Touhey Scholar Onovu Otitigbe-Dangerfield Leaves Her Mark at Albany Med

Onovu Otitigbe-Dangerfield is the first African American valedictorian in Albany High School’s 152-year history—a story that’s been capturing a lot of attention lately, with coverage from “Good Morning America” and other national news outlets.

When asked the secret of her success, she said, “There’s an African proverb I really like: ‘If you want to go fast, go alone. If you want to go far, go together.’ People ask me, how do you do it all? I don’t. I have so much support. My family. My teachers. My friends.”

Whenever she embarks on a new project, she said, “I think about the relationships I’m building. It’s great to come out of something with a new friend or ally.”

One of those allies has been Albany Medical College. Last summer, Otitigbe-Dangerfield participated in the Albany Med Cancer Research Education (CaRE) Program, which was developed through the Department of Surgery by Vice Chair of Research Michael DiPersio, PhD, and Assistant Professor Sita Subbaram, PhD.

The CaRE Program is funded by the Carl E. Touhey Foundation to annually support four underrepresented minority students from Albany High School who hope to pursue careers in biomedical science or health care.
These Touhey scholars, alongside four high-school students in Albany Med’s Science and Technology Entry Program (STEP), spend a summer working with scientists and researchers in the Department of Surgery where they develop lab skills and professional development strategies.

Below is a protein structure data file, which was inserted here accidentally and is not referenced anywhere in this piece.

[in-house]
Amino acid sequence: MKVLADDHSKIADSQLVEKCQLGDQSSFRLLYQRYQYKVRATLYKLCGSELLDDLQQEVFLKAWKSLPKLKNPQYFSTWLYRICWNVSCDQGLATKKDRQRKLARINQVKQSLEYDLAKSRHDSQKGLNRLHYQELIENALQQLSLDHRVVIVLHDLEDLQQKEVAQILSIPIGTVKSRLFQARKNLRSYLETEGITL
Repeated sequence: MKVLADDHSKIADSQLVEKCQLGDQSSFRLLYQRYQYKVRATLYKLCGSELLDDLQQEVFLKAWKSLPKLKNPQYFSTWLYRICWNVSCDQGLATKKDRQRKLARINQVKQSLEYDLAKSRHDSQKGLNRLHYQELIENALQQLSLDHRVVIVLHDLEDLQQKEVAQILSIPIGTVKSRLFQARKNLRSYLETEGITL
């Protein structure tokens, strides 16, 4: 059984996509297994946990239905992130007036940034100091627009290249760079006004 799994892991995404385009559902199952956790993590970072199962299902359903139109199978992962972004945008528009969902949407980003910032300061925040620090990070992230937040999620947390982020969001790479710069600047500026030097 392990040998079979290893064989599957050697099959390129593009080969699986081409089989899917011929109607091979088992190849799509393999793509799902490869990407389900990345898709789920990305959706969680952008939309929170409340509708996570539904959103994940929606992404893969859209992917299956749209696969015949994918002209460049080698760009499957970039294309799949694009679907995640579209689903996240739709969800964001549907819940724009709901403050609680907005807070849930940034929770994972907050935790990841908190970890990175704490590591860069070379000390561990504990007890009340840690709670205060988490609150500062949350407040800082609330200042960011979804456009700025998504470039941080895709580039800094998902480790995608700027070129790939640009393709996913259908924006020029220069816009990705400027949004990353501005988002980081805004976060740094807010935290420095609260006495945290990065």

“Onovu kind of blew our socks off,” said Dr. DiPersio. “We’re very happy about her success, but we’re not surprised.” Dr. Subbaram added, “She’s a great communicator. She knows how to express herself and she knows how to listen.”

Otitigbe-Dangerfield said she hasn’t always felt self-possessed. She remembers, early in her high school career, walking into her first Robotics Team meeting and, intimidated by being the only person of color in the room, turning around and walking out. “I would never allow myself to do that again,” she said. “It was so disheartening. I’ve learned you bring your own worth into a space.”

Being a Touhey scholar, she said, gave her her first exposure to the world of medicine—a welcome proposition for someone fascinated by robotic surgery and gene-editing technology.

“It was exciting to do hands-on lab work and converse with real doctors. We did problem solving and journal club. We talked about ethics.” She was struck by the physicians and hospital leaders of color who came to talk to them as guest speakers. And she remembers a mock-interview that made her feel “ultra-prepared” for her first college interview.

“The timing was good,” she said. “They happened pretty close to one another.”

In the fall, Otitigbe-Dangerfield will be heading to Harvard.

She’s kept her relationship with Albany Medical College strong, serving as a research volunteer in the Myelin Lab in the Department of Neuroscience and Experimental Therapeutics. And she will serve as a peer mentor to the 2021 class of Touhey scholars, sharing advice on how to prepare for college.

Albany Medical College’s STEP Program is now recruiting 12 students (7 - 11 grade) for its fall semester. Please contact Marva Richards for more information at [email protected].